Death Comes

These days I am working as a spiritual companion to the residents of a nursing home in England. I accompany these elders in their day-to-day lives simply by being with them. Some of them are sick, many of them are dying. If they are able to speak we have a conversation. If they are not, we don’t. I hold their hands and feet. I read them books and newspapers. I tell stories and listen to theirs. I pray with them if they ask me or I pray in silence if there is nothing else to be done. It is an enormous privilege to share in and bear witness to a life in these quiet ways.

One of the residents died yesterday. I’ll call her Trinity. I had grown close to Trinity in the last three months since I began working in the home. She was an artist and we shared our love of visual art through conversations about painting and drawing. “My aim in life is to paint,” she told me when I asked her if she missed it. She was seriously ill and had lost the ability to use her hands in any real way and her mind was clouded by the drugs and by her poor condition.

Trinity told me that from her illness she had “learned about laughter, suffering and endurance.” I was speechless. It is not often that we hear people expressing this kind of unspoken gratitude for being sick and dying.

Yesterday, after one of the nurses told me Trinity had died, I went to her room to just sit for a while in the empty space and remember her and say good-bye. When I opened the door I saw that Trinity was still in the bed. I was shocked. I’d assumed the body had already been removed by the undertakers.

I have seen dead bodies before. It is the strangest sensation. The body is intact and yet the person is gone. At first Trinity seemed to be there still. It almost looked as though she was breathing. But then it was obvious: Trinity was no longer there. Where did she go? We do not know. The Great Mystery.

Now Trinity’s suffering has ended. And yet so has her life. A whole life that I know very little about. I only know that at the end of her life she had learned about laughter, suffering and endurance.

We did laugh together, Trinity and I. I did watch her suffer. And I did witness her enduring, day after day after day. There is meaning in this.

I am reminded of a piece of scripture that I have always liked. It helps me to remember that I am not the be-all and end-all of everything: “For what is your life? It is even a vapor that appeareth for a little time, and then vanisheth away.” (James 4:14)

Make the most of it.

Inspiring Message of the Day: Am I aware of the sensation of being alive today? I will do my best to bring myself into full awareness of my Being.



Hold On Possibilities Exist

I’ve just finished reading my friend Leanne Coppen’s blog about living with breast cancer (I’ve written about her before) and her tagline at the bottom of today’s post is “hope”.

Oh, goody, Hope is one of my favourite topics.

I have a Buddhist friend who likes to say, “No hope, no fear, I am free.”

But I like having hope. The above statement, for me, speaks more to the a state of hoping for something, which, indeed, can feel like the opposite of freedom.

I believe Hope is less a state of being than a belief system in and of itself.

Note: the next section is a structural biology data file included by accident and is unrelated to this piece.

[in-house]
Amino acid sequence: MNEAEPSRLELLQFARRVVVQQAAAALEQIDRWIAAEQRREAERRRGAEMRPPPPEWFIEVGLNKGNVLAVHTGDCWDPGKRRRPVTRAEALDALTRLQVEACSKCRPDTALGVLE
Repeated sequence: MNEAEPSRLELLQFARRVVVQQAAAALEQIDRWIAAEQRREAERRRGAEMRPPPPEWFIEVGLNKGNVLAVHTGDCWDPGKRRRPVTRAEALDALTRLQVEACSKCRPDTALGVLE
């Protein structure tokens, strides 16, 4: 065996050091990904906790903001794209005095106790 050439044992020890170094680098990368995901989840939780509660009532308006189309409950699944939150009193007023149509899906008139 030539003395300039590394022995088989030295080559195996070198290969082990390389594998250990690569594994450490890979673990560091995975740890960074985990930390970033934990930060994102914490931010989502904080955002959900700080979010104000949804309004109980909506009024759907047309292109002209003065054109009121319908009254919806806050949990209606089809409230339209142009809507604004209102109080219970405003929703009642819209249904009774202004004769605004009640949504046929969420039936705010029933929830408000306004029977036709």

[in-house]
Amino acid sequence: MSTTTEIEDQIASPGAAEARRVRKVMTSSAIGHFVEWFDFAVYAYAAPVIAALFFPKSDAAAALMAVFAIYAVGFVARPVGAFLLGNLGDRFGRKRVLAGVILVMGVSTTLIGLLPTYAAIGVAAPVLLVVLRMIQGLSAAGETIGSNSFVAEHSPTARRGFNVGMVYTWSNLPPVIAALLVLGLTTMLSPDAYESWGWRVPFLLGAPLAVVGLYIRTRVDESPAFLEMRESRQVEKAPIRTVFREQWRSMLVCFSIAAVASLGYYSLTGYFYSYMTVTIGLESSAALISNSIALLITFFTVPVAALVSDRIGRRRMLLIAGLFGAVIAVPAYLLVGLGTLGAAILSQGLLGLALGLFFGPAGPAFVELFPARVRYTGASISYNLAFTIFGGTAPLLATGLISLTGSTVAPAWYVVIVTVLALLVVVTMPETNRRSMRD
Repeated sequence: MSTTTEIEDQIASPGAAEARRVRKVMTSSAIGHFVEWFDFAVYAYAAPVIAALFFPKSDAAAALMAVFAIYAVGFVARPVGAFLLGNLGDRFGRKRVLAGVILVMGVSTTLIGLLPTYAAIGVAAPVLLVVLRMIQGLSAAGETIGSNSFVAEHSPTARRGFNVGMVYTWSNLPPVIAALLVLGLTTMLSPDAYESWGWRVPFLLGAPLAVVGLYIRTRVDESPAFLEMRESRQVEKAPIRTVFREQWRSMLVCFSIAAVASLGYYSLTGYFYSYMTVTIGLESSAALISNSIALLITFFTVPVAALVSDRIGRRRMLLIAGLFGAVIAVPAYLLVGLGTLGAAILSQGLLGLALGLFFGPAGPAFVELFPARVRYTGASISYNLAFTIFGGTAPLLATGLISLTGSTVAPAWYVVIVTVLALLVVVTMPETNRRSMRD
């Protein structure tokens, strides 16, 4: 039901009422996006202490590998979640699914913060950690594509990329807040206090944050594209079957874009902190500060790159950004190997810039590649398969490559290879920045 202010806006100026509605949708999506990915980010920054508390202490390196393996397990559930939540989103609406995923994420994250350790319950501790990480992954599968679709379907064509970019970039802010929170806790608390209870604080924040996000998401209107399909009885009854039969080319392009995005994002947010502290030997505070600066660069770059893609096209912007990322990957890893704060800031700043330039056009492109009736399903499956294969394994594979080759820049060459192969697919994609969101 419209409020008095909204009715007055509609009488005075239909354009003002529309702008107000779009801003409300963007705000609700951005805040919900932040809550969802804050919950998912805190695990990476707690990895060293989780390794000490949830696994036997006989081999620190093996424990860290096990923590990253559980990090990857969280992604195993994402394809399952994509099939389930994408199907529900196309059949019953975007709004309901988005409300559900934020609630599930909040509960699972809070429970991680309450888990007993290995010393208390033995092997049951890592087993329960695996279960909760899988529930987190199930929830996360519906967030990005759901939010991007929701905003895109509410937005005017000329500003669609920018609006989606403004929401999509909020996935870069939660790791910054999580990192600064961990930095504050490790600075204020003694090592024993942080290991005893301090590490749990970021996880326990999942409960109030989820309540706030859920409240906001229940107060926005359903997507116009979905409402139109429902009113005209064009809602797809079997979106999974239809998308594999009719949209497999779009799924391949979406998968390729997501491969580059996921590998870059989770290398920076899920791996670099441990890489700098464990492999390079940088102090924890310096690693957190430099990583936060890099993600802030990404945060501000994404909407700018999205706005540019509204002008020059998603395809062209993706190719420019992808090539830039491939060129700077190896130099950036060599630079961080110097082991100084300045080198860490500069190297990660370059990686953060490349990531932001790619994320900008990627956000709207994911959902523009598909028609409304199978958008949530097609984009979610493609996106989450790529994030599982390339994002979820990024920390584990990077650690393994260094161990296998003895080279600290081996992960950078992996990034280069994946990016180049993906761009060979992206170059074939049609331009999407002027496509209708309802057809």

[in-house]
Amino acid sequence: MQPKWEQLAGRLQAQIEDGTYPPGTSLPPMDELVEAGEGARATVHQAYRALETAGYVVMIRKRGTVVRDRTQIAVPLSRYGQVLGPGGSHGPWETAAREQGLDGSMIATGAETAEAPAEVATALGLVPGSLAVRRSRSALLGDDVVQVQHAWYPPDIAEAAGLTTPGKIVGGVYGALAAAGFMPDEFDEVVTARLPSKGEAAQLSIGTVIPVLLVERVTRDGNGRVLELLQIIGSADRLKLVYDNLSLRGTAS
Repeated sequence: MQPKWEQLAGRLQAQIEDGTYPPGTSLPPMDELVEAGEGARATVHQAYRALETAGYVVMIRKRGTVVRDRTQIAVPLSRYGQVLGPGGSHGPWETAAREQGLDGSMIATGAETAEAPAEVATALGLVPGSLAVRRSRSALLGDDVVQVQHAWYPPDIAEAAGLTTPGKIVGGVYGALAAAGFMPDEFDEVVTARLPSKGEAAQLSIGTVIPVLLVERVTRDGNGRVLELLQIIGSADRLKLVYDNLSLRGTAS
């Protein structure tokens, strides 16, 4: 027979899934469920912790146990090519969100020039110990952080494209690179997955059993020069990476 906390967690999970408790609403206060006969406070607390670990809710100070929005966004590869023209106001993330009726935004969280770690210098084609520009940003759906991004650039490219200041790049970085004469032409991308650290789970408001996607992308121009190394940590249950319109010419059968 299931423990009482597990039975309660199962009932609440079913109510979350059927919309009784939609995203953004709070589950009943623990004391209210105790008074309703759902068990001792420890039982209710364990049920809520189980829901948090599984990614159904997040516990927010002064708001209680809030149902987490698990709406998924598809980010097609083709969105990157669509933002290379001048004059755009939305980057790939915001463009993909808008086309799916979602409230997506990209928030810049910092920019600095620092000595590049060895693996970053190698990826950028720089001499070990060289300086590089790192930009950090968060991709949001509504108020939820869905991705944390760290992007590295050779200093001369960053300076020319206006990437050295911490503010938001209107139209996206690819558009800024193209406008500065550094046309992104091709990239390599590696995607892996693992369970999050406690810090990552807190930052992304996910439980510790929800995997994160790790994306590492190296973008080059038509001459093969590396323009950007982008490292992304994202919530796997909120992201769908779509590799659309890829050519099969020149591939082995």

Hope is necessary for our survival. Hope gives us a reason to keep on going.

Hope is not about wanting something to happen but about believing in the possibility of anything and everything.

People survive cancer. There is Hope.

Addicts do recover. There is Hope.

Gay rights exist where they didn’t before. Hope.

The human race continues to evolve. We’re figuring it out as we go along. We get it wrong often but history has shown we eventually get it right. There is hope for the future.

In my angry teenage years I was almost afraid to hope. “We’re born, we live, we die, who cares?”

Without hope, I reasoned, I am safe.

This reasoning was born of fear. I was afraid to have hope. If I had hope and something bad happened, then what? Better to have no hope at all.

Can we still believe in Hope when “bad” things happen? We must.

It takes great courage to believe in something as powerful as Hope when things go “wrong”. Hope requires Trust.

When things do not go according to how we think they ought, we must remember that the end of the story has not yet been told. Things are working themselves out. H.O.P.E

Hold On Possibilities Exist.

Inspiring Message of the Day: We must accept finite disappointment, but we must never lose infinite hope. ~ Martin Luther King, Jr.

The Bigger Picture

Would you believe I woke up 30 seconds before the cat pounced on me in anticipation of the rude awakening?

Sometimes we know things before they happen.

How does that work?

Last night I went into the local Correctional Facility to talk to a group of female inmates about what life could be like for them if they stopped drinking.

There were eight women there and they were all (perhaps save one — though she looked it) First Nations.

I was reminded of Steve Earle’s song “Billy Austin” in which Billy describes the men in his prison as “mostly black, and brown and poor.”

All of these women were brown and poverty was something they had no doubt all experienced. All of them were there because of crimes committed under the influence of alcohol.

We were talking about the “spiritual experience” of noticing the world around us, seeing the bigger picture, connecting to a higher sense of being through nature; tuning in to the colour of the sky, the texture of the grass, the birds flying above.

By the end of our session there was hope in the room.

Inspiring Message for the Day: When we take the time to think about how a tree can grow from a tiny seed, how the earth spins around the sun, how we can know things before they happen, we are connecting to the Life Force Energy of the Universe, and we can overcome hopelessness.